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Internet exploits: All-day Wi-Fi users a problem for some coffee shops

coverNowadays, coffee and wireless Internet go hand-in-hand; you can’t really have one without the other.

It is an expected amenity at coffee shops and bakeries. With the purchase of a coffee, tea or cinnamon bun, the customer is permitted to use the business’ Internet. It is so common that it has almost become a right — like free speech or the ability to vote.

Maggie seeks input from business owners on town’s future

A Thursday meeting with Maggie Valley business owners and area leaders will serve as the first test to see if the valley can successfully come together for the town’s common good.

Maggie leaders question the wisdom of holding out for tourism

fr maggieMaggie Valley is trying to figure out what exactly it wants to be.

Maggie once reigned supreme in the mountain tourist trade, witnessed by the row of restaurants, bars, hotels and gift shops that line the valley’s main drag.

Swain brings business training and education center online

After about 18 months of construction, the $1.5 million Swain County Regional Business Education and Training Center is officially open for business, or education, or training for that matter.

“This facility will wear many hats,” said Swain County Commissioner Donnie Dixon at a ribbon-cutting ceremony held last week. “It will be a meeting place. It will be things we probably haven’t even thought of yet.”

Tattoo parlor knocking on Canton’s door prompts likely repeal of 30-year-old ban

fr tattooCruso native Nathan Poston wants to open a tattoo parlor in Canton — the first in that town since at least the 1980s — but first must convince town fathers to change the law.

‘Last of the Main Street merchants’ Hometown department store owner calls it quits at 93

coverHis name is James C. Jacobs. His friends call him J.C., “but not like Penney,” he insists. For more than 55 years, Jacobs has owned a department store in downtown Franklin, its racks and shelves lined with standard housewares and wardrobe staples.

But, like so many Main Street stores in small town America, People’s Department Store will soon fold-up shop.

Old O’Malley’s building to get new lease on life

fr omalleysThe building that once housed the downtown anchor O’Malley’s On Main Pub and Grill in Waynesville has a new owner.

Military technology firm takes on national defense from Canton

More than a year after winning $5,000 in the Haywood County Chamber of Commerce’s annual Business Start-up Competition, Aermor, an engineering and technical services business in Canton, is still growing.

After sweeping the competition, owner Penny Morgan announced some lofty goals — to become a 100-person, $26 million outfit within five years. With about a year and a half under her belt since his announcement, Morgan still thinks that is feasible.

Some sushi with that pedicure? Suit pitted neighboring businesses over alleged ‘noxious’ fumes

A sushi restaurant in Waynesville lost a protracted legal battle last month after accusing a neighboring nail salon of driving away its diners.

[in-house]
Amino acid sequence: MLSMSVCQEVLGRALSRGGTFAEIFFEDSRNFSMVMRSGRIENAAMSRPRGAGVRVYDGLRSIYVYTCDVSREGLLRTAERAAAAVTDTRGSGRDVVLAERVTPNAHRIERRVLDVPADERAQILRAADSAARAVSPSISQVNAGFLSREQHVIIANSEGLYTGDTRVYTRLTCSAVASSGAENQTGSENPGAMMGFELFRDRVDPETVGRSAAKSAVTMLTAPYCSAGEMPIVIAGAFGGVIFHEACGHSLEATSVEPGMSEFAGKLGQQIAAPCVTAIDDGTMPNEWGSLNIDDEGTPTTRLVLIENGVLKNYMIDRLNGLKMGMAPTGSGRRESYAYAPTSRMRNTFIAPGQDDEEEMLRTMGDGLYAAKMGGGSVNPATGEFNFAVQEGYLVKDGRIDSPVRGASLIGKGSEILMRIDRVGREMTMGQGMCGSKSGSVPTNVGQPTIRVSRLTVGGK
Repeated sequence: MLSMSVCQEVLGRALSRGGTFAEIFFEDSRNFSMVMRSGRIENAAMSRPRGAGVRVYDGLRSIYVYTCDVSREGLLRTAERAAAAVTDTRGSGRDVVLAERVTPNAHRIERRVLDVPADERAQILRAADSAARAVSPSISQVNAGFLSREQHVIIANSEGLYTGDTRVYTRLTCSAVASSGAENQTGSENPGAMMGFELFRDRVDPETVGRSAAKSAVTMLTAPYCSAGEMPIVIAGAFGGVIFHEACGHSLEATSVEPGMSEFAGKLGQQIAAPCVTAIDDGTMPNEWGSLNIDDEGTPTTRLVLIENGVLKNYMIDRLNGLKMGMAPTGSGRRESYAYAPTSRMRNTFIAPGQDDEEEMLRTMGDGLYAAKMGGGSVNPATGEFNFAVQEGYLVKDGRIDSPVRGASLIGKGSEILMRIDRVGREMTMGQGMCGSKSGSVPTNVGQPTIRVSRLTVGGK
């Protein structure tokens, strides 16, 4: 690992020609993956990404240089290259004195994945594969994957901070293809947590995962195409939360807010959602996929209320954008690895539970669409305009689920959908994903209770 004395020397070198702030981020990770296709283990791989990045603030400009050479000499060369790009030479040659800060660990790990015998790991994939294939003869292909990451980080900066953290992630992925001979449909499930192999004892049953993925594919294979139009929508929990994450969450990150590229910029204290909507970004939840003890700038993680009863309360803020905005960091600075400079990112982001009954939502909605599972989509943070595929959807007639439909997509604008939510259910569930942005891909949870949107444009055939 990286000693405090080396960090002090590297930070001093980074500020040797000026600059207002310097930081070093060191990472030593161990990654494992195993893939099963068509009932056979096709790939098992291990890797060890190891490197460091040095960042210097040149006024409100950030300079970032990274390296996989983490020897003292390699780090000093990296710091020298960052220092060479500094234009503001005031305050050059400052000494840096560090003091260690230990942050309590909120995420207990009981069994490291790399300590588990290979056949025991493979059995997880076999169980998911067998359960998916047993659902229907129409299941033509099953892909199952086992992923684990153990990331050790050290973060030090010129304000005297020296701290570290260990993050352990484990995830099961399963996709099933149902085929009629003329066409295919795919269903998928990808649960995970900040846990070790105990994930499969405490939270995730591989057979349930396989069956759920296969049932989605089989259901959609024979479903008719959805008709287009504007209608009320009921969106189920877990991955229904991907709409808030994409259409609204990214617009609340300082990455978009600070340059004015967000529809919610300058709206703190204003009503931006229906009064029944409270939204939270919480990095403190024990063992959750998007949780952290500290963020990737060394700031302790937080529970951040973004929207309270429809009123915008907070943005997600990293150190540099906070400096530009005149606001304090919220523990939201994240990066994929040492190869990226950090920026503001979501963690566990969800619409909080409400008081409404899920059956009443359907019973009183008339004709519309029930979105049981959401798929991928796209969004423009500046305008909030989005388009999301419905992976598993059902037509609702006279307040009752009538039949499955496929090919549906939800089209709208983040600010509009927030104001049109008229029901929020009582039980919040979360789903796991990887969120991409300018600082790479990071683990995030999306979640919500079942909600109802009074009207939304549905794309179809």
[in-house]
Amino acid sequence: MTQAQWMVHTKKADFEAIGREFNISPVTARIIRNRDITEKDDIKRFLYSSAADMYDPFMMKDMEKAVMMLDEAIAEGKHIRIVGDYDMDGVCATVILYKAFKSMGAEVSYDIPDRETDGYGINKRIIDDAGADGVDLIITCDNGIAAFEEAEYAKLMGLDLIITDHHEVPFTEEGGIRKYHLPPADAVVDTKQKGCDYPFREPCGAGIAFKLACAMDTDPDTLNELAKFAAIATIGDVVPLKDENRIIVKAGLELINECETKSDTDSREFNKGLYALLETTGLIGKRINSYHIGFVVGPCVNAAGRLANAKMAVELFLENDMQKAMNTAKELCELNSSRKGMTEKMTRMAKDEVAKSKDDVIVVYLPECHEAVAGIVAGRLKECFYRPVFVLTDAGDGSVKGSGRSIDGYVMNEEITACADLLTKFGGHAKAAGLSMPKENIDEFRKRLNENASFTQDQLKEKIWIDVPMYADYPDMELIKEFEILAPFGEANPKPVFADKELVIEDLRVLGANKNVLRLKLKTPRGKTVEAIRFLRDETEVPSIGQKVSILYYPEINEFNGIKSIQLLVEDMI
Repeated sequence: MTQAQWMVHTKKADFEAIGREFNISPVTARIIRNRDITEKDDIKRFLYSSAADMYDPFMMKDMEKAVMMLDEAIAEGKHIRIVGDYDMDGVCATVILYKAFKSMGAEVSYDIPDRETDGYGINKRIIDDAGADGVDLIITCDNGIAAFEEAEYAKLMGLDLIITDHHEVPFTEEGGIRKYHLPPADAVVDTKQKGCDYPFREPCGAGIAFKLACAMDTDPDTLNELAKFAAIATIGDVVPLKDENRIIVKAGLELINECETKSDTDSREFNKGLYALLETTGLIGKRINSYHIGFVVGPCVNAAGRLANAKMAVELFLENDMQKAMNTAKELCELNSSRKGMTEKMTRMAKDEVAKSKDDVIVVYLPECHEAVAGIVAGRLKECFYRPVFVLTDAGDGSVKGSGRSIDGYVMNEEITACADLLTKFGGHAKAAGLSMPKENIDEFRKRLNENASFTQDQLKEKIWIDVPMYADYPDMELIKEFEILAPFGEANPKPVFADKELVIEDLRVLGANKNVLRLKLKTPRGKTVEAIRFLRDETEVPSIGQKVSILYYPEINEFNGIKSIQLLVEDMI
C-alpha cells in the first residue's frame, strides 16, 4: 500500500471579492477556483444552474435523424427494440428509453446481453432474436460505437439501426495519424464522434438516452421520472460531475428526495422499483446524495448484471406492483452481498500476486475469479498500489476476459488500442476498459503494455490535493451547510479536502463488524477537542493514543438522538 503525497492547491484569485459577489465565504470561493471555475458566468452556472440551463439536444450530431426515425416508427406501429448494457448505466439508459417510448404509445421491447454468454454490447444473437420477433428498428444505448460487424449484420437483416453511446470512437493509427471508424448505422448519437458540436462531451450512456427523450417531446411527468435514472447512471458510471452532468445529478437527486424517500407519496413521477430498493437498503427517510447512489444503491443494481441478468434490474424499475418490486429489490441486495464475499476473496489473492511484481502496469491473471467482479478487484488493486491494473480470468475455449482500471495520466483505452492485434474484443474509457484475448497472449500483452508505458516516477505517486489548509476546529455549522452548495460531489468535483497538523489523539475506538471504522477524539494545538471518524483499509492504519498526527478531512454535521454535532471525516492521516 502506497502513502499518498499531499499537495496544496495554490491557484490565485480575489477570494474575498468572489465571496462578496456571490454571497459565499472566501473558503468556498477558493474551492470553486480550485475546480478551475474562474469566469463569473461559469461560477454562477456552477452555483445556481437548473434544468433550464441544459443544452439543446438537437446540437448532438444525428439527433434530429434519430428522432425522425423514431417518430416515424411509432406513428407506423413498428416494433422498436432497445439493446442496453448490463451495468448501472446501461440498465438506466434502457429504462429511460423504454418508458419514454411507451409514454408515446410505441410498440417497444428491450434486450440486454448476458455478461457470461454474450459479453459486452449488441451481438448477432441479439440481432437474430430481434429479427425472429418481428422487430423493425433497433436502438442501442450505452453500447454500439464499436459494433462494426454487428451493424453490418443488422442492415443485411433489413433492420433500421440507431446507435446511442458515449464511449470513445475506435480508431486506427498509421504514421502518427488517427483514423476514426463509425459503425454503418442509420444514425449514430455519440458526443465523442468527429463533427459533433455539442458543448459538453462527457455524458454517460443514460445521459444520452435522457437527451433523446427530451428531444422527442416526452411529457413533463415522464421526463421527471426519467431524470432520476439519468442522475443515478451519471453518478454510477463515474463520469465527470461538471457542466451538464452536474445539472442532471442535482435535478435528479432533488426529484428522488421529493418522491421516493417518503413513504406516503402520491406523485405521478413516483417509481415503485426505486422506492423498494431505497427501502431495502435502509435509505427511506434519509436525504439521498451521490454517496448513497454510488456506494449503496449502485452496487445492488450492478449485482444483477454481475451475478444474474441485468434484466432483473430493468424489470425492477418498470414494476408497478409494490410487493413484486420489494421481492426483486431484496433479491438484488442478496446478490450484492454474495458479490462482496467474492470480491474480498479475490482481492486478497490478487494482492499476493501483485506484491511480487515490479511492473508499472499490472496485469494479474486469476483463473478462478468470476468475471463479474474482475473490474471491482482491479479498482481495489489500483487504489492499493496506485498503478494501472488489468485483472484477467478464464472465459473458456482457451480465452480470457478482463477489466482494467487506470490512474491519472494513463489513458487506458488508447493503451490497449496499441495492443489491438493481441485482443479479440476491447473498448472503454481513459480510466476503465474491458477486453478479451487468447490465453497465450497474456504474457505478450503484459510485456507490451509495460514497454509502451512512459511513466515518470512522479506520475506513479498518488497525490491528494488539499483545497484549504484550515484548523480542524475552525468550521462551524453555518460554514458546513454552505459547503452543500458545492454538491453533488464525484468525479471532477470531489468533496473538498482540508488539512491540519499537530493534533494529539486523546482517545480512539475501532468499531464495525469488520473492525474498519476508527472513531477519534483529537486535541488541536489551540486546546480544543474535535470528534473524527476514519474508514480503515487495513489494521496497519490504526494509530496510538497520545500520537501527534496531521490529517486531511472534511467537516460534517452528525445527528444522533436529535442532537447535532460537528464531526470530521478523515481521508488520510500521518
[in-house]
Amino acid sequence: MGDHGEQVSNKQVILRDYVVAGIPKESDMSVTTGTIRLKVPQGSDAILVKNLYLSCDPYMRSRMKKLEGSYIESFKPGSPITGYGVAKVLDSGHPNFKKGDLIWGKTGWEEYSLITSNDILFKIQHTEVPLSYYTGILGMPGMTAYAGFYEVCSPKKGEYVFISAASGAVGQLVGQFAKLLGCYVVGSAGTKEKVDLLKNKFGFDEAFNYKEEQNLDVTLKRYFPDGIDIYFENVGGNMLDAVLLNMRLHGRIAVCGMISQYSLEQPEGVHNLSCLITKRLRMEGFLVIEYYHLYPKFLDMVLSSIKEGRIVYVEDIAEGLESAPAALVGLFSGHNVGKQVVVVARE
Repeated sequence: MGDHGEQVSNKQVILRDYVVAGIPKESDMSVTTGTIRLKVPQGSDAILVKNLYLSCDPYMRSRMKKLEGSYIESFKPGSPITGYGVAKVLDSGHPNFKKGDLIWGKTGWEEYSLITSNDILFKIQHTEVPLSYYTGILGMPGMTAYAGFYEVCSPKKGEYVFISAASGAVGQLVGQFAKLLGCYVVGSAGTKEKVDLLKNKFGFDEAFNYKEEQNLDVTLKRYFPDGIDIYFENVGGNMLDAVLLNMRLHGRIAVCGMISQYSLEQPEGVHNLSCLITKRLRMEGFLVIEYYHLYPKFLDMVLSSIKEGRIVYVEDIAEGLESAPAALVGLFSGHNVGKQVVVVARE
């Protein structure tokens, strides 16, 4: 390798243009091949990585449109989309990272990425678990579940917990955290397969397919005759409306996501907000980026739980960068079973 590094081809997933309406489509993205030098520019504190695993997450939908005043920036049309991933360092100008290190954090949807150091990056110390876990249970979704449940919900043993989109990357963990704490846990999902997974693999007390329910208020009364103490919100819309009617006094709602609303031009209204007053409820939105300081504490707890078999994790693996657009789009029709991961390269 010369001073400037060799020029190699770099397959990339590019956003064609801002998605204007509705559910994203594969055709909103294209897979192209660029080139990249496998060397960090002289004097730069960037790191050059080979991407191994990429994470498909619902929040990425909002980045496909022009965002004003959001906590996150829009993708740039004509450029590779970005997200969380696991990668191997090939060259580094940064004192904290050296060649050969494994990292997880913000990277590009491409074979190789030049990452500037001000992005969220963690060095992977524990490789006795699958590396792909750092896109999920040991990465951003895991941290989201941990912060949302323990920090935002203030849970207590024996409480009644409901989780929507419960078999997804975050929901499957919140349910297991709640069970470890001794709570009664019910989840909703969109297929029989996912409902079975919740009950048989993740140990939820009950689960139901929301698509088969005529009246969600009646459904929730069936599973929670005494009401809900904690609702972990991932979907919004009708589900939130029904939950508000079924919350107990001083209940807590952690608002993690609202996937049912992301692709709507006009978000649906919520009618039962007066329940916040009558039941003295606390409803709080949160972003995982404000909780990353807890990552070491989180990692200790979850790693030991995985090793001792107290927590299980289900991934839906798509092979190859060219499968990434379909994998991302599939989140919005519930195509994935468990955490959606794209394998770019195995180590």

Saki Sushi claimed fumes from Tweety Nails hurt its bottom-line. Litigation dating back two years culminated in a nearly two-week jury trial in March, ultimately exonerating the nail parlor as the sushi joint could not prove that the smell negatively impacted the restaurant — or even that the nail salon was the origin of the smell.

“It’s a relief. It’s indescribable,” said Steve Nguyen, husband of Tweety, who owns Tweety’s Nails.

The two businesses leased storefronts next door to each other in the K-Mart strip mall on Russ Avenue.

Janet Green, owner of Saki Sushi, which had been there first, claimed “noxious odors and chemicals” began emanating from the nail salon shortly after it opened in fall 2009.

The court-filed complaint by Saki Sushi claimed that the smell interfered with Green’s ability to enjoy the property, among other charges, and sued the salon for as much as $60,000. The restaurant also sued its’ landlord.

But, Nguyen said he believes the lawsuit was retaliation. He and his wife at one time expressed an interest in buying Saki Sushi from Green.

Nguyen said that there is no smell in the building now that Saki Sushi has moved to a location on Howell Street.

On at least a couple of occasions, Green called the police about the smell, and on more than several occasions, she asked employees from the nearby Radio Shack to come into her restaurant and tell her if they smelled anything.

During the trial, at least one witness stated that he noticed a strong acrylic-like odor while in the restaurant. Another witness said her coworker couldn’t eat at Saki Sushi with her because he was sensitive to the smell.

However, the witnesses did not know when the smell started and could not definitely connect the stench to Tweety’s Nails.

One witness testified that the odor was considerably less noticeable and possibly different from the fetor wafting from Saki Sushi. Although Green consulted others about the smell, including the Waynesville police, “Mrs. Green admitted that she never even complained to Tweety about the smell,” said Mark Melrose, attorney for Tweety’s Nails.

All sides attempted to settle the issue through mediation but gave up on resolving their differences early last year. The case finally landed in court last week.

After hearing the evidence presented in the case, Judge Mark E. Powell dismissed all of Saki Sushi’s claims, except for its nuisance claim against the nail salon. Within 20 minutes, the jury returned with its verdict, Melrose said. The jury found no validity to the claim and did not award Saki Sushi any damages.